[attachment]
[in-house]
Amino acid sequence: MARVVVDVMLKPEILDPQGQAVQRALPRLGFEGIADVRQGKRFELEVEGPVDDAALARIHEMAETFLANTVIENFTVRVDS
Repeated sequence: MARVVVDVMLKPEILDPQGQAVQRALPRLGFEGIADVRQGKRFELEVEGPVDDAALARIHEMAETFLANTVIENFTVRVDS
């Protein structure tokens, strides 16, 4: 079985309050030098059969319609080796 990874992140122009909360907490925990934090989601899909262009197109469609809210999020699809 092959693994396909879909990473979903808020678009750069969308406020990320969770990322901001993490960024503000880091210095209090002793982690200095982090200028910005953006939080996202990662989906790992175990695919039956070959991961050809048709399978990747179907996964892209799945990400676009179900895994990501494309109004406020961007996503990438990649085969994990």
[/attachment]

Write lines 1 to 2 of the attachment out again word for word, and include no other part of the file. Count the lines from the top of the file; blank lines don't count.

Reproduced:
[in-house]
Amino acid sequence: MARVVVDVMLKPEILDPQGQAVQRALPRLGFEGIADVRQGKRFELEVEGPVDDAALARIHEMAETFLANTVIENFTVRVDS